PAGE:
Unfortunately, this audiobook was not my favorite - which perhaps explains why it was so easy to take a long break from listening to it! It is not a bad book, really, but the author chose to have this coming-of-age-story be relayed through journal entries. I think it would have perhaps been more successful in print version. Though I originally though that the accent would add to the fun of this, the narrator’s voice can be a bit distracting in the performance with some accents overly emphasized. What I like the most about the book is the obvious passion the journaler, Mor, has for reading - particularly Science Fiction novels. Though I have read quite a bit in this genre as well, this book includes her reactions to many titles that I had never even heard of! In fact, the majority of the book seems to be an outlet for discussion on SF literature - with a few classics sprinkled in. School, Mor’s fractured family life, romance and bits of magic are all rather sidelined by recountings of plots, characters, authors and a consistent dislike of maths. The climax feels rather rushed and genuinely unsatisfying - nor does it seem to mesh with the preceding pages (hours listening). Maybe it’s just that Walton too accurately captured a fifteen year old and that is why I never quite connected with the narrator...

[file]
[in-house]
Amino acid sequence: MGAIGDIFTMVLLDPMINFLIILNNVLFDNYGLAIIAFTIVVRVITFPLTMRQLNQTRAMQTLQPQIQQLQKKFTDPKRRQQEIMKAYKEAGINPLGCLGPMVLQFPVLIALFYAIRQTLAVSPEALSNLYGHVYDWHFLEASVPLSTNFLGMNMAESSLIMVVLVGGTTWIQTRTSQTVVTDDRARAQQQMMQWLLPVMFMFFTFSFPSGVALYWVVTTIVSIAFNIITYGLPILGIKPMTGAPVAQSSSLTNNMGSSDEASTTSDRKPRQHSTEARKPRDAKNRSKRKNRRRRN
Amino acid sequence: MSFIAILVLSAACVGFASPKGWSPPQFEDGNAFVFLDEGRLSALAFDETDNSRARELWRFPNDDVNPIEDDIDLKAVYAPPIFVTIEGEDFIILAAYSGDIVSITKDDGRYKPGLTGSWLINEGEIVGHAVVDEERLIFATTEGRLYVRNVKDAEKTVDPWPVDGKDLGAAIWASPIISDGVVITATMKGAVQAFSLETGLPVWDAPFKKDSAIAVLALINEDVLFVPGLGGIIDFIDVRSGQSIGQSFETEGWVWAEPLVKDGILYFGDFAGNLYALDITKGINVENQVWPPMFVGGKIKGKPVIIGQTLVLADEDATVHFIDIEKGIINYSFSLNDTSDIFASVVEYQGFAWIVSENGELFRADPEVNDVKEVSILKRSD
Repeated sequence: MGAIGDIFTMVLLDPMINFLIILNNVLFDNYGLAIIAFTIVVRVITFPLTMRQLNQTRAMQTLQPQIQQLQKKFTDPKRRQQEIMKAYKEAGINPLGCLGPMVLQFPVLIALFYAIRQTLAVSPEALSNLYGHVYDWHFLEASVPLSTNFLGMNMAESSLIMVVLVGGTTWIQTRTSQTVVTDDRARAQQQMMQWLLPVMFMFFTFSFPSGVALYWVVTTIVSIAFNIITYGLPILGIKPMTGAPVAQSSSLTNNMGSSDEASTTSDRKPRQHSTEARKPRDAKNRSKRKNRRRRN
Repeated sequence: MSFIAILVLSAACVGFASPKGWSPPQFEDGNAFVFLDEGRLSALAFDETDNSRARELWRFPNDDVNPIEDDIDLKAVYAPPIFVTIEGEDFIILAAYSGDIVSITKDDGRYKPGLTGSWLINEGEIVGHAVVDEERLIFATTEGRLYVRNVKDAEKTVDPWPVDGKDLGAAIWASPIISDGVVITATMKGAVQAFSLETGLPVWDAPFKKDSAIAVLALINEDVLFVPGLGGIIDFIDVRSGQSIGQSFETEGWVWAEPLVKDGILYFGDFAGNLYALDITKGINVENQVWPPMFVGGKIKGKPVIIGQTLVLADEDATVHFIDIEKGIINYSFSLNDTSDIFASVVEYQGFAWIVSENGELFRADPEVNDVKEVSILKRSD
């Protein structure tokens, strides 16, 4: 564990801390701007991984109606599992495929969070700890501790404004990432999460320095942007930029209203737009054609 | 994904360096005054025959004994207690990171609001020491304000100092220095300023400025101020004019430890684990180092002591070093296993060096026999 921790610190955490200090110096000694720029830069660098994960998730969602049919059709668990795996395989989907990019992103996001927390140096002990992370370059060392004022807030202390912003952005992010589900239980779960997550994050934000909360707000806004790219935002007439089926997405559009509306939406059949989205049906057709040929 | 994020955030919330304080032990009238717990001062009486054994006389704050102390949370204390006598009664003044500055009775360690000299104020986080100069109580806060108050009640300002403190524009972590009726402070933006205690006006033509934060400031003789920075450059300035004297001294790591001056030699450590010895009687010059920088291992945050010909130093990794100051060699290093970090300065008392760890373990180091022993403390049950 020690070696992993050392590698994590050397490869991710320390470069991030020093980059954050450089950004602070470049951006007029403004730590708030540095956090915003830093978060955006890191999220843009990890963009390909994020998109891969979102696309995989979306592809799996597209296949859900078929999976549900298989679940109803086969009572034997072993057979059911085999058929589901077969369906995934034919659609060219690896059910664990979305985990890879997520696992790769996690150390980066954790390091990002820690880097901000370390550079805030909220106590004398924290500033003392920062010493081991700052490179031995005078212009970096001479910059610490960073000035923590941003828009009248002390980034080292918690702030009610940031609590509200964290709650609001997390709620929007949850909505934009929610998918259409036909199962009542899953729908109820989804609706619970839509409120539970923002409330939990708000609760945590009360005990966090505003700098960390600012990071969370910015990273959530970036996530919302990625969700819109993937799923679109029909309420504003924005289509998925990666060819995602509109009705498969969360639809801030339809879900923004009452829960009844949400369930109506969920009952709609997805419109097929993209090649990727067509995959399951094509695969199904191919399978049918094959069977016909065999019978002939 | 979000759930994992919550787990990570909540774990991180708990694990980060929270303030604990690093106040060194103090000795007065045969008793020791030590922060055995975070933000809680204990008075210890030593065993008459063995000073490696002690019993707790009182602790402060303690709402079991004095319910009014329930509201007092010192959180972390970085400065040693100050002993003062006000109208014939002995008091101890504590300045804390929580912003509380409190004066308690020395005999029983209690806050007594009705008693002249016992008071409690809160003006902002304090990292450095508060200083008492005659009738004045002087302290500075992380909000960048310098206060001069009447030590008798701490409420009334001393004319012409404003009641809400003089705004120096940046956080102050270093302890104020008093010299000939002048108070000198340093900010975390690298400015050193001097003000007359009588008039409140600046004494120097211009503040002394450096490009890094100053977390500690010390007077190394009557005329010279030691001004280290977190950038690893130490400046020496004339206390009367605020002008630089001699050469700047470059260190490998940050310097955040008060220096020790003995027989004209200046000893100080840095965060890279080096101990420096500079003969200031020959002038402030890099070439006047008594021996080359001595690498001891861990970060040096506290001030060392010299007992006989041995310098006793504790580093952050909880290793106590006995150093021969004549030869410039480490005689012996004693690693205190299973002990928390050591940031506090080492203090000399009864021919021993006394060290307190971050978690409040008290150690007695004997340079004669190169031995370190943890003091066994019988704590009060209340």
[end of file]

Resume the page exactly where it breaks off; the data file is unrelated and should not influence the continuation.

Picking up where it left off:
Genre: Fantasy (technically, urban fantasy, but it doesn't fit any of the tropes)There is very little plot to this book, it is more a mood and character study. It is told entirely though diary entries of a high-school aged (or in Britain and Wales where the book is set forth form/lower fifth form aged) Mori Phelps during 1979. What has happened in the past is explained in dribs and drabs - there was an accident and Mori's twin sister died and Mori herself was crippled. This accident was either caused by their mother or caused by Mori in an attempt to stop their mother from doing something vile with magic, it's not quite clear. Mori was then forced to live with her mother after her grandfather's subsequent stroke and runs away. Child services sends her to live with her father, Daniel, who abandoned them when she was a baby, so he's a stranger to her. Luckily for her, Daniel shares her love of science fiction, not so luckily, he lives with his sisters who immediately pack the Welsh middle-class Mori off to an upper class British boarding school. Her only solace is reading. Her diary is filled with the books she's read obsessively, which are mostly science fiction, but she does read mysteries and Plato as eagerly. In many ways the book is an homage to scifi and fandom, but it's also a fond stroll down memory lane, when there was no internet and the way you discovered new books was to see them all bright and shiny in a bookstore and eagerly gobbled them up.